Centre of responsibility ceasing operations

Province to develop Saskatchewan-wide model to support Hub tables like Prince Albert Community Mobilization

Community Mobilization Prince Albert’s Centre of Responsibility (COR) announced Tuesday that it would be ceasing operations by June 28. It had been in place since 2011.

The Hub table will continue operating.

“The centre of responsibility was a team of sector specialists and other analytical supports that worked together on various research-based initiatives that identified gaps and services in the community, and therefore, proposed some various initiatives that would fill those gaps,” said Tom Michaud, co-chair of the steering committee.

“The hub table will continue to operate and offer the important support it provides to the Prince Albert community.”

Hubs are networks of community and government agencies working together to address the needs of at-risk individuals and families in their communities. The hub uses analytics and other support to evaluate trends that affect a community’s safety and well-being. The Hub model was pioneered in Prince Albert and has expanded across Saskatchewan, with 14 tables serving 15 communities. An additional three First nation communities have adapted the Hub model to create Intervention Circles.

Michaud said the decision to wind down the COR came on the heels of a review of the organization’s strategic plan.

He said the COR “came to the realization that the local resources we have available in Prince Albert were not adequate to fully support the implementation and confidently anticipate its success with the strategic plan going forward.

“We’re not in a position here locally to give it its true justice and have it reach its full potential.”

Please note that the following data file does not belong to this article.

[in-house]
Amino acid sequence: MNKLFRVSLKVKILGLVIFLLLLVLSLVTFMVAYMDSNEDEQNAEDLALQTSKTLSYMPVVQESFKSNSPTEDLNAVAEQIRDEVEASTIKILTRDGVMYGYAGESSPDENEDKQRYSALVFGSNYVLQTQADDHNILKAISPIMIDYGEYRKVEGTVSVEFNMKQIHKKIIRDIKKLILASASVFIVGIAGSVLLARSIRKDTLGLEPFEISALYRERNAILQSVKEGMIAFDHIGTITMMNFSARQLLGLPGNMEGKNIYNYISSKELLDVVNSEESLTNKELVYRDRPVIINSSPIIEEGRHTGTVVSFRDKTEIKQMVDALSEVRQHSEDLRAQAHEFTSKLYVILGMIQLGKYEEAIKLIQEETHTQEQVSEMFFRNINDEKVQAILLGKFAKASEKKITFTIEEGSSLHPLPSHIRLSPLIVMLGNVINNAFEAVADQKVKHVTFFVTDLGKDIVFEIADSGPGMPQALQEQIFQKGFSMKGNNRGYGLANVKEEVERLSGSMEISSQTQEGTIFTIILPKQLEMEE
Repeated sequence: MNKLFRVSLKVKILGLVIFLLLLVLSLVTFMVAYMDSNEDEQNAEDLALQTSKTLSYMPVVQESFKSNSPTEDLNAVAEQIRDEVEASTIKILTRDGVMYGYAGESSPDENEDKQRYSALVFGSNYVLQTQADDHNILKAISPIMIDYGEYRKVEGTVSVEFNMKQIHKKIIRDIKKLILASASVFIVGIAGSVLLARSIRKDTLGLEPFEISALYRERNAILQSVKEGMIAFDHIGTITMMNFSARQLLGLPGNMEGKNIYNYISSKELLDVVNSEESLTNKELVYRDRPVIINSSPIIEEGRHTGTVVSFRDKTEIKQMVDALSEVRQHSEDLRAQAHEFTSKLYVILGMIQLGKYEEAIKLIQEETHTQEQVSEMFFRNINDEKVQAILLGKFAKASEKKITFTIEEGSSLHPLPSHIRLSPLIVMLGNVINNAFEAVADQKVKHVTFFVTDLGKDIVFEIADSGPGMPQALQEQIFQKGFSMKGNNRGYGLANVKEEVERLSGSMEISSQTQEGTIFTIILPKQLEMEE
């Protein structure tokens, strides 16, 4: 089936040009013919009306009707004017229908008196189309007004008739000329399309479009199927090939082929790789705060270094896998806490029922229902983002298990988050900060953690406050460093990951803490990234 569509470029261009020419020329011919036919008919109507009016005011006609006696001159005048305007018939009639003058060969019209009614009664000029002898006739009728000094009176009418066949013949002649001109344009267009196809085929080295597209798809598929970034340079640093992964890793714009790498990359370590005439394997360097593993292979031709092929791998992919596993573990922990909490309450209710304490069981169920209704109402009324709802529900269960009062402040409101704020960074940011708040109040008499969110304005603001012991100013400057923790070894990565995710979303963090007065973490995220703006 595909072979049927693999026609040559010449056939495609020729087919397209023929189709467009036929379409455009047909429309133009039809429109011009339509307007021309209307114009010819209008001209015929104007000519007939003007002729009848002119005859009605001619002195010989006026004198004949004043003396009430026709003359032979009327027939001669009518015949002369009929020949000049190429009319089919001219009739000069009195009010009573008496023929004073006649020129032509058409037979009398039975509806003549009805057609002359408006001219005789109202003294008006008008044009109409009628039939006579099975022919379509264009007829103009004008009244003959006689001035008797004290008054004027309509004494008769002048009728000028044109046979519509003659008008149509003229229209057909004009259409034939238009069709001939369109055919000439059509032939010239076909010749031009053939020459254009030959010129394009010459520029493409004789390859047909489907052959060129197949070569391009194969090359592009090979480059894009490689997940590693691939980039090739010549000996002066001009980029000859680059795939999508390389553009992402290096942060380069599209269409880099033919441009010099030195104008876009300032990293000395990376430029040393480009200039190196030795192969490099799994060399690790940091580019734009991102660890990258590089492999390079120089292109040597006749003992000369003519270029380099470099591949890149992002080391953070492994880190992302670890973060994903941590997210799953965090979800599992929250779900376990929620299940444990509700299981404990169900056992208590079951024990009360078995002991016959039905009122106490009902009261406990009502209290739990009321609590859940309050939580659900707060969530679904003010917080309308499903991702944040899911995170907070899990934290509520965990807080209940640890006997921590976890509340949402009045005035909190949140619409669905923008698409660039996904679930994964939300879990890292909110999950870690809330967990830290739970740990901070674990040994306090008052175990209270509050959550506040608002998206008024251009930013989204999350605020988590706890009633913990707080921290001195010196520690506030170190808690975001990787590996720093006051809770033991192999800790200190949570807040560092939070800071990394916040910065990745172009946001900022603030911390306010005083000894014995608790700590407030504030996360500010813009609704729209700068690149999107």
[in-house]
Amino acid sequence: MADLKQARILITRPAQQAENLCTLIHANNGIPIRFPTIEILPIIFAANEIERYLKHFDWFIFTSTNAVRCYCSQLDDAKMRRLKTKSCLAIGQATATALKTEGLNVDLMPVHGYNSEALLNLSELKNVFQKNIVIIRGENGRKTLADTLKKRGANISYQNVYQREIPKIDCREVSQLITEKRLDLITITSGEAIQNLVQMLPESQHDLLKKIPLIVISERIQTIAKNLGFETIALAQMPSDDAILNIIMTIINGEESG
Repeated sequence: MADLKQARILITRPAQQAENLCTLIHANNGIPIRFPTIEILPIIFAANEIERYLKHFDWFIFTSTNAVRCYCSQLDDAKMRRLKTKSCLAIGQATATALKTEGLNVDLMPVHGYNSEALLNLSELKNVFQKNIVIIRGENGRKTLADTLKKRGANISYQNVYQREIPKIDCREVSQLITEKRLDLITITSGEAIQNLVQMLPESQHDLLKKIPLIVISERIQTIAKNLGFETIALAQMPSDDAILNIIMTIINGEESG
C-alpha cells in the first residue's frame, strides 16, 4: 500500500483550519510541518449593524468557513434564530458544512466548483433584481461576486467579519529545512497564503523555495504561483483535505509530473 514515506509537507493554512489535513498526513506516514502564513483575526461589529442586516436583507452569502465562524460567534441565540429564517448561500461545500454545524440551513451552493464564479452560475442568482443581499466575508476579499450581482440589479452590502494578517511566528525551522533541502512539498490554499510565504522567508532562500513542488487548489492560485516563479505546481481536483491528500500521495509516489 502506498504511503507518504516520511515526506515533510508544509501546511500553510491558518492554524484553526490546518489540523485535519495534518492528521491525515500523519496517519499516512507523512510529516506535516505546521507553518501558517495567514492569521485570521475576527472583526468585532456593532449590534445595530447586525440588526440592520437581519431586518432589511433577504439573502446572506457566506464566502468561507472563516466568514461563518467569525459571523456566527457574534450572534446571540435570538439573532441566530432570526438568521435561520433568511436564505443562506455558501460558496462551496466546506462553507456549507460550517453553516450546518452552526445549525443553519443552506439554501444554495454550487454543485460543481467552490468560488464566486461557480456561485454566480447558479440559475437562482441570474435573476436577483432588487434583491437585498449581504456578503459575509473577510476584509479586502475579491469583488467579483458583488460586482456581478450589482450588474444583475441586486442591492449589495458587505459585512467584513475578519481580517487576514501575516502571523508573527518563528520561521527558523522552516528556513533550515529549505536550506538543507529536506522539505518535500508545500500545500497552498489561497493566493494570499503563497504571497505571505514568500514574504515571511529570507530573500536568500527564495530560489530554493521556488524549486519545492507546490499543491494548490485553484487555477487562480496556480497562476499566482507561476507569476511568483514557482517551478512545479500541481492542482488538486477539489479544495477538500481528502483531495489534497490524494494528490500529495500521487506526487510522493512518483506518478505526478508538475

Instead, the provincial government will look to implement a COR model within the Ministry of Corrections and Policing that will work with all 15 Hubs across the province.

“I’m anticipating they will have an opportunity to draw from a broader pool of resources than we did here in Prince Albert,” Michaud said.

“I look forward to continue working with the Hub team here in Prince Albert.”

Ministry of Justice spokesperson Drew Wilby said the province doesn’t have a timeline yet but ultimately hopes to make the transition from the Prince Albert to the provincial COR as seamless as possible.

“With the unfortunate news that the local agency decided to roll down the Prince Albert Centre of Responsibility, We’ll look to see how we can implement something at the provincial level to ensure that Hubs across the province are supported and able to continue the great work they’re doing.”

Wilby confirmed that the Prince Albert COR was the only one operating. One had started up in Saskatoon but halted operations a few years ago. He said the provincial program will look to the Prince Albert project to see what worked and what didn’t.

“While it won’t be the same as the Prince Albert model, we hope to learn some of those lessons and implement something provincially,” Wilby said.

“What we want to do is make sure each Hub is able to benefit from that and feed some of their data into a provincial COR, so we can run some of that analysis to determine what communities across the province require.”

Hub part of ministry’s preventative initiatives

Wilby said the Ministry of Corrections and Policing focuses on prevention, intervention and suppression, with the Hub serving the first of those three priorities.

“Hubs are crucially important,” he said.

“They’re focused on reducing the demand on the system. For us in Corrections and Policing, that’s essential to begin to address those questions of demand and why demand continues to go up.”

The intention is to provide support before people come in contact with the justice system.

“That’s the benefit to the province and the benefit to society when you’re able to connect people to services and get them back out and on their feet,” Wilby said, adding that Corrections and Policing provides the leadership to ensure everything is functional with partner agencies, ministries and communities.

“If we can alleviate the stress on the system and try to intervene further, we’ll hopefully get people back on their feet so they’re not coming into contact with the criminal justice system.”